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Discussion papers
https://doi.org/10.5194/acp-2019-538
© Author(s) 2019. This work is distributed under
the Creative Commons Attribution 4.0 License.
https://doi.org/10.5194/acp-2019-538
© Author(s) 2019. This work is distributed under
the Creative Commons Attribution 4.0 License.

Submitted as: research article 31 Jul 2019

Submitted as: research article | 31 Jul 2019

Review status
This discussion paper is a preprint. It is a manuscript under review for the journal Atmospheric Chemistry and Physics (ACP).

A model-based analysis of foliar NOx deposition

Erin R. Delaria1 and Ronald C. Cohen1,2 Erin R. Delaria and Ronald C. Cohen
  • 1Department of Chemistry, University of California Berkeley, Berkeley, CA, USA
  • 2Department of Earth and Planetary Science, University of California Berkeley, Berkeley, CA, USA

Abstract. Foliar deposition of NO2 removes a large fraction of the global soil-emitted NOx. Understanding the mechanisms of NOx foliar loss is important for constraining surface ozone, NOx mixing ratios, and assessing the impacts of nitrogen inputs to ecosystems. We have constructed a 1D multi-box model with representations of chemistry and vertical transport to evaluate the impact of leaf-level processes on canopy-scale concentrations, lifetimes, and canopy fluxes of NOx. Our model is able to closely replicate canopy fluxes and above-canopy NOx daytime mixing ratios observed during two field campaigns, one in a western Sierra Nevada pine forest (BEARPEX-2009) and the other a northern Michigan mixed hardwood forest (UMBS-2012). Our model demonstrates that NO2 deposition can provide a mechanistic explanation for canopy reduction factors (CRFs). We show that foliar deposition can explain observations suggesting as much as ~ 60 % of soil-emitted NOx is removed within forest canopies. Stomatal conductances greater than 0.1 cm s−1 result in modelled canopy reduction factors in the range of those used in global models, reconciling inferences of canopy NOx reduction with leaf-level deposition processes. We also show that incorporating parameterizations for vapor pressure deficit and soil water potential has a substantial impact on predicted NO2 deposition, with the percent of soil NOx removed within one canopy increasing by ~ 15 % in wet conditions compared to dry conditions. NO2 foliar deposition was found to have a significant impact on ozone and nitrogen budgets under both high and low NOx conditions.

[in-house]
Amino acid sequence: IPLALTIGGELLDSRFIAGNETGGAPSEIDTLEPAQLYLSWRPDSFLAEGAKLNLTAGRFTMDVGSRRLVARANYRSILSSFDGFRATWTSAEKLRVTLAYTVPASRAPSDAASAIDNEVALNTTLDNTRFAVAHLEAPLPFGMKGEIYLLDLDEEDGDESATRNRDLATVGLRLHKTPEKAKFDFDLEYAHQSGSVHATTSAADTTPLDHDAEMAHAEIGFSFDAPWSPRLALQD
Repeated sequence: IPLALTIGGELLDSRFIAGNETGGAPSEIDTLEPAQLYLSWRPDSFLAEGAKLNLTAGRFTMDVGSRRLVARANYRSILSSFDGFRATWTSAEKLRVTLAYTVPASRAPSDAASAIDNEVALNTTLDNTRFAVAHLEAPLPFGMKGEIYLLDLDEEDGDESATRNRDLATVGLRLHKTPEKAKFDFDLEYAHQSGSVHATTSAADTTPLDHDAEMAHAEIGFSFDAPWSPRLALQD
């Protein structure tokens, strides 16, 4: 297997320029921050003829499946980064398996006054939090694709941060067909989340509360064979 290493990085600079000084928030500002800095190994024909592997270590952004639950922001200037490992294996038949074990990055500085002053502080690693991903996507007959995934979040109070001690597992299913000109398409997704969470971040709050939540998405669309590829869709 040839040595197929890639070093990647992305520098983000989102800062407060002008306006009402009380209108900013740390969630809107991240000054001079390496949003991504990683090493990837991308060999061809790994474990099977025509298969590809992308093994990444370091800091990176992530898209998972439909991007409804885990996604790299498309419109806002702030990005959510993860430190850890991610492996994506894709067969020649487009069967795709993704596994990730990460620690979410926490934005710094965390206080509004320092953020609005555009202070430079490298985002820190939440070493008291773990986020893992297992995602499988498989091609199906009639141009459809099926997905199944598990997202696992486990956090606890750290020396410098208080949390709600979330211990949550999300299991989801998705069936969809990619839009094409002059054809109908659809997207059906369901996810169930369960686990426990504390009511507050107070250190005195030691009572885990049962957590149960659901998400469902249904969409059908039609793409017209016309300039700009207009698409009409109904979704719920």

Erin R. Delaria and Ronald C. Cohen
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Status: final response (author comments only)
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Erin R. Delaria and Ronald C. Cohen
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Latest update: 14 Oct 2019
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Short summary
Uptake of nitrogen dioxide (NO2) through pores in the surfaces of leaves has been identified as a significant, but inadequately understood, loss process of atmospheric nitrogen oxides. We have constructed a simple model for examining the impact of NO2 foliar uptake on the atmospheric chemistry of nitrogen oxides. We show that an accurate representation in atmospheric models of the effects of weather and soil conditions on leaf NO2 uptake may be important for accurately predicting NO2 deposition.
Uptake of nitrogen dioxide (NO2) through pores in the surfaces of leaves has been identified as...
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